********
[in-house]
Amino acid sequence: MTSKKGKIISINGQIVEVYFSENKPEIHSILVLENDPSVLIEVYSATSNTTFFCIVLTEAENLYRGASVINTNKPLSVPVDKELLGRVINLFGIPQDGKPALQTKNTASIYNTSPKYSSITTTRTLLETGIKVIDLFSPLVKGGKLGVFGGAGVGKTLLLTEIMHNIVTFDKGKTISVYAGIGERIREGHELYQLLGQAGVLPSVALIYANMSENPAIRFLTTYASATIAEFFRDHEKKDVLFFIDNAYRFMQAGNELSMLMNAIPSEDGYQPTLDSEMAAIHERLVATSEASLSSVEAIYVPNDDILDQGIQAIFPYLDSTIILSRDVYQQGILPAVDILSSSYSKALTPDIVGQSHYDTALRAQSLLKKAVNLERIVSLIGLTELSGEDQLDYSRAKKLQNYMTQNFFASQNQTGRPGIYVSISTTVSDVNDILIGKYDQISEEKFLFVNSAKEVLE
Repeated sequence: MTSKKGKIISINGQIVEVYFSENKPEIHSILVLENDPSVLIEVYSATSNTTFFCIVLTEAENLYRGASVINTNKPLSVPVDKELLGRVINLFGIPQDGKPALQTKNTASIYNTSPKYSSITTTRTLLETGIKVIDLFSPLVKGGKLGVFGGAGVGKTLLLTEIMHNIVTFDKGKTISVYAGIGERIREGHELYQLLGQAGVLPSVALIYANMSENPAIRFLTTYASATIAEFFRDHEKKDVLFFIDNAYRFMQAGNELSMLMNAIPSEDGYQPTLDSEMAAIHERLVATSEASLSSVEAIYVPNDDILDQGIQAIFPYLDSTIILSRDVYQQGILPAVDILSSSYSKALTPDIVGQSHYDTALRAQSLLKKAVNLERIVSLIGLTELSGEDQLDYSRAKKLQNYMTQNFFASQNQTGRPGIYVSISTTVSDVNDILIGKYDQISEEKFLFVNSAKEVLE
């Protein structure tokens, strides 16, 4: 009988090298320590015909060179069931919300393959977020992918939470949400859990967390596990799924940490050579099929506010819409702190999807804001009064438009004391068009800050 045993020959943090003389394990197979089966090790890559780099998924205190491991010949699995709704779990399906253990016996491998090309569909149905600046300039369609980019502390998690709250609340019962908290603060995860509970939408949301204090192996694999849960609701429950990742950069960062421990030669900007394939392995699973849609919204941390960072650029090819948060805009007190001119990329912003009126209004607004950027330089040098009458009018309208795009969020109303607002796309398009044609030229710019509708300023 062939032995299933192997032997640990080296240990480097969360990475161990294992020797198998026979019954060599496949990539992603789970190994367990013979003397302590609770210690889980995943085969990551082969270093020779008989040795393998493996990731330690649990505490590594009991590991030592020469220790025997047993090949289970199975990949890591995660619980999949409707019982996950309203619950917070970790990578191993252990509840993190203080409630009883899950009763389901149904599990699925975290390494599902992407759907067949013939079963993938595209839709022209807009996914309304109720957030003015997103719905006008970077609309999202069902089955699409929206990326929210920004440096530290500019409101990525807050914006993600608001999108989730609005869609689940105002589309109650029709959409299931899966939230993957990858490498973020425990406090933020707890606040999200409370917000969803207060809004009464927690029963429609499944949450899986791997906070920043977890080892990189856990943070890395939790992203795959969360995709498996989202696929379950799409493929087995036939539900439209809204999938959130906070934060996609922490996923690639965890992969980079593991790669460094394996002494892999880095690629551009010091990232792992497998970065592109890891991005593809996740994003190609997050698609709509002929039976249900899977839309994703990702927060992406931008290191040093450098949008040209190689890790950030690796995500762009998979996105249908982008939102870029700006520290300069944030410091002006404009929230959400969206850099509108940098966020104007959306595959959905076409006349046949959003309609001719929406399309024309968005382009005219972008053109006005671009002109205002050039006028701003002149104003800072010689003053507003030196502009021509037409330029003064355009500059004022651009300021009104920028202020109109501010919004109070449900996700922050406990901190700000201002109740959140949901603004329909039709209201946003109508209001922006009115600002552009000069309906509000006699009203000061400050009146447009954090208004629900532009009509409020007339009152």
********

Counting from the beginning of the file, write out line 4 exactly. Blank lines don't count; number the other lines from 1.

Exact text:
């Protein structure tokens, strides 16, 4: 009988090298320590015909060179069931919300393959977020992918939470949400859990967390596990799924940490050579099929506010819409702190999807804001009064438009004391068009800050 045993020959943090003389394990197979089966090790890559780099998924205190491991010949699995709704779990399906253990016996491998090309569909149905600046300039369609980019502390998690709250609340019962908290603060995860509970939408949301204090192996694999849960609701429950990742950069960062421990030669900007394939392995699973849609919204941390960072650029090819948060805009007190001119990329912003009126209004607004950027330089040098009458009018309208795009969020109303607002796309398009044609030229710019509708300023 062939032995299933192997032997640990080296240990480097969360990475161990294992020797198998026979019954060599496949990539992603789970190994367990013979003397302590609770210690889980995943085969990551082969270093020779008989040795393998493996990731330690649990505490590594009991590991030592020469220790025997047993090949289970199975990949890591995660619980999949409707019982996950309203619950917070970790990578191993252990509840993190203080409630009883899950009763389901149904599990699925975290390494599902992407759907067949013939079963993938595209839709022209807009996914309304109720957030003015997103719905006008970077609309999202069902089955699409929206990326929210920004440096530290500019409101990525807050914006993600608001999108989730609005869609689940105002589309109650029709959409299931899966939230993957990858490498973020425990406090933020707890606040999200409370917000969803207060809004009464927690029963429609499944949450899986791997906070920043977890080892990189856990943070890395939790992203795959969360995709498996989202696929379950799409493929087995036939539900439209809204999938959130906070934060996609922490996923690639965890992969980079593991790669460094394996002494892999880095690629551009010091990232792992497998970065592109890891991005593809996740994003190609997050698609709509002929039976249900899977839309994703990702927060992406931008290191040093450098949008040209190689890790950030690796995500762009998979996105249908982008939102870029700006520290300069944030410091002006404009929230959400969206850099509108940098966020104007959306595959959905076409006349046949959003309609001719929406399309024309968005382009005219972008053109006005671009002109205002050039006028701003002149104003800072010689003053507003030196502009021509037409330029003064355009500059004022651009300021009104920028202020109109501010919004109070449900996700922050406990901190700000201002109740959140949901603004329909039709209201946003109508209001922006009115600002552009000069309906509000006699009203000061400050009146447009954090208004629900532009009509409020007339009152």